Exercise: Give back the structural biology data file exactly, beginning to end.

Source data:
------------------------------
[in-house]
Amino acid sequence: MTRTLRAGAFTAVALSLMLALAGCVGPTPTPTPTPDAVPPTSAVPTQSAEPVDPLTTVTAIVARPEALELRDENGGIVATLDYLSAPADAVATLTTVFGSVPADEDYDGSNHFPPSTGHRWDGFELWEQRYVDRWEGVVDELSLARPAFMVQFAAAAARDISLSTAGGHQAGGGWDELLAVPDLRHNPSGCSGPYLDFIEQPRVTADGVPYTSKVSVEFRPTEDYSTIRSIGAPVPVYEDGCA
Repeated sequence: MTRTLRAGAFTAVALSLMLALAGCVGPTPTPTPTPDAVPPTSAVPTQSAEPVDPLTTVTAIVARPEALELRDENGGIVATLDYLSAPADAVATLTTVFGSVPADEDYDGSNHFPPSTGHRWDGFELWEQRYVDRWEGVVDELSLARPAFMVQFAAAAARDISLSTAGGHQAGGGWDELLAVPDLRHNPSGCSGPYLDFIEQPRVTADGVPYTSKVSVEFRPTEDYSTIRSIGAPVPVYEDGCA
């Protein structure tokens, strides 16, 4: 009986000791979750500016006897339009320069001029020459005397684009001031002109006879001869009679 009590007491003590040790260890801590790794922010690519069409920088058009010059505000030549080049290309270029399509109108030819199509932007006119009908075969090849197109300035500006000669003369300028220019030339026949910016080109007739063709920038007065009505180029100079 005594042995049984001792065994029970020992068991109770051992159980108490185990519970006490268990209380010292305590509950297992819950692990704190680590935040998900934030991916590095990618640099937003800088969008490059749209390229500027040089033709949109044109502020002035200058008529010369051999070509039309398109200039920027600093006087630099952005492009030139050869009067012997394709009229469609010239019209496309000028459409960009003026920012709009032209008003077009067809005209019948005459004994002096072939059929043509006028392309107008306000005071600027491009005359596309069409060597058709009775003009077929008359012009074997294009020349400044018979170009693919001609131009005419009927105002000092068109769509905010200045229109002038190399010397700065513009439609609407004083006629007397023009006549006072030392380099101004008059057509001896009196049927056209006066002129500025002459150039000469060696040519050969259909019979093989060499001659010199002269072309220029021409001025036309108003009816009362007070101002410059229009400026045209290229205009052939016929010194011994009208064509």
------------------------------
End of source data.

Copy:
[in-house]
Amino acid sequence: MTRTLRAGAFTAVALSLMLALAGCVGPTPTPTPTPDAVPPTSAVPTQSAEPVDPLTTVTAIVARPEALELRDENGGIVATLDYLSAPADAVATLTTVFGSVPADEDYDGSNHFPPSTGHRWDGFELWEQRYVDRWEGVVDELSLARPAFMVQFAAAAARDISLSTAGGHQAGGGWDELLAVPDLRHNPSGCSGPYLDFIEQPRVTADGVPYTSKVSVEFRPTEDYSTIRSIGAPVPVYEDGCA
Repeated sequence: MTRTLRAGAFTAVALSLMLALAGCVGPTPTPTPTPDAVPPTSAVPTQSAEPVDPLTTVTAIVARPEALELRDENGGIVATLDYLSAPADAVATLTTVFGSVPADEDYDGSNHFPPSTGHRWDGFELWEQRYVDRWEGVVDELSLARPAFMVQFAAAAARDISLSTAGGHQAGGGWDELLAVPDLRHNPSGCSGPYLDFIEQPRVTADGVPYTSKVSVEFRPTEDYSTIRSIGAPVPVYEDGCA
């Protein structure tokens, strides 16, 4: 009986000791979750500016006897339009320069001029020459005397684009001031002109006879001869009679 009590007491003590040790260890801590790794922010690519069409920088058009010059505000030549080049290309270029399509109108030819199509932007006119009908075969090849197109300035500006000669003369300028220019030339026949910016080109007739063709920038007065009505180029100079 005594042995049984001792065994029970020992068991109770051992159980108490185990519970006490268990209380010292305590509950297992819950692990704190680590935040998900934030991916590095990618640099937003800088969008490059749209390229500027040089033709949109044109502020002035200058008529010369051999070509039309398109200039920027600093006087630099952005492009030139050869009067012997394709009229469609010239019209496309000028459409960009003026920012709009032209008003077009067809005209019948005459004994002096072939059929043509006028392309107008306000005071600027491009005359596309069409060597058709009775003009077929008359012009074997294009020349400044018979170009693919001609131009005419009927105002000092068109769509905010200045229109002038190399010397700065513009439609609407004083006629007397023009006549006072030392380099101004008059057509001896009196049927056209006066002129500025002459150039000469060696040519050969259909019979093989060499001659010199002269072309220029021409001025036309108003009816009362007070101002410059229009400026045209290229205009052939016929010194011994009208064509």